A jazz composer and band leader, J. Tim Brymn wrote songs that became hits for ragtime and other popular music performers.
Born in Kinston, he studied at the Christian Institute in Franklinton and Shaw University in Raleigh, then left for New York around 1900 to attend the National Conservatory of Music of America—the prestigious institution where Antonín Dvoˇrák had served as director a few years before.
Brymn was an early member of New York’s Clef Club, a professional and fraternal organization of black musicians that helped improve working conditions and showcase talents. He directed the Clef Club orchestra in 1914, two years after its 125 members made jazz history at Carnegie Hall.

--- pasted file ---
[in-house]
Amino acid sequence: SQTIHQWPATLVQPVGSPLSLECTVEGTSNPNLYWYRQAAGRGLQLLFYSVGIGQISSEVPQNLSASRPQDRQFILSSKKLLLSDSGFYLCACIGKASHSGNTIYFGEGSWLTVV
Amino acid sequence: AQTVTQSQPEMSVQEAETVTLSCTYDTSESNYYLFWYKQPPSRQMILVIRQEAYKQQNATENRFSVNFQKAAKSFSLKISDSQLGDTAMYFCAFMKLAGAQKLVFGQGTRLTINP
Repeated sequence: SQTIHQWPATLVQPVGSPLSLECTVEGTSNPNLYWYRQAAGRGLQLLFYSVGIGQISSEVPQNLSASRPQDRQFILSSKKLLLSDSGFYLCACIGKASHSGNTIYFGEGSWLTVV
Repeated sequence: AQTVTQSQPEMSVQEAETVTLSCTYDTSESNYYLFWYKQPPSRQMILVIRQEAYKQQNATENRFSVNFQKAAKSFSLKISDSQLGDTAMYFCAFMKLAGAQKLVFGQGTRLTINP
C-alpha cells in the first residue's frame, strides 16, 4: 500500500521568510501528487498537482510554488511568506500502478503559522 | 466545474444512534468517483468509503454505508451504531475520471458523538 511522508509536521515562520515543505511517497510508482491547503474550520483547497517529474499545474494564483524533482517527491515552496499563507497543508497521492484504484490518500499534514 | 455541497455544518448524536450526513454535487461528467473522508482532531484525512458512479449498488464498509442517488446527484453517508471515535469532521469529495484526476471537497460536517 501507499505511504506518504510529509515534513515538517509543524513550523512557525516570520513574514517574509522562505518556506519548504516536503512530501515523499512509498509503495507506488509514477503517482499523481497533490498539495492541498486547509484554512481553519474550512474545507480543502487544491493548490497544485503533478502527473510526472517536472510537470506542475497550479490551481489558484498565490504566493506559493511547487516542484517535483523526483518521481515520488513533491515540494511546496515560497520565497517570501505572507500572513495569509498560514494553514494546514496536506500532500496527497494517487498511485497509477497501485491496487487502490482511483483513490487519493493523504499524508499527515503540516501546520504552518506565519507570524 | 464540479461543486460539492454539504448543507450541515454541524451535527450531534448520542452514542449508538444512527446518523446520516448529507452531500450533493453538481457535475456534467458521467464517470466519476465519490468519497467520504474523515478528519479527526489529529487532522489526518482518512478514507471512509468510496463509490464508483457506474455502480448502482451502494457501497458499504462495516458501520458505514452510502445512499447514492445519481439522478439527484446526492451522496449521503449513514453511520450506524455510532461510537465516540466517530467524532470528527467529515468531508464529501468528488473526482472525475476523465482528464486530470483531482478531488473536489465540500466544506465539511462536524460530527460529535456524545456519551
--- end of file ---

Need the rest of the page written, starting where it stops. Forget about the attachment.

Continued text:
Brymn directed the 350th Field Artillery U.S. Army regimental band during World War I, bringing syncopated jazz rhythms to new audiences in France. After the war, Brymn took his Black Devil Orchestra on a successful American tour.
Brymn’s compositions include the Tar Heel Blues Rag (1914), and Cocoanut Grove Jazz (1917), described by the Library of Congress as one of the earliest pieces of published music including the word “jazz” in the title. Brymn wrote the lyrics for Aunt Hagar’s Blues, which has been recorded by Lena Horne and Louis Armstrong, among others, and was sung by Pearl Bailey in the 1958 film St. Louis Blues.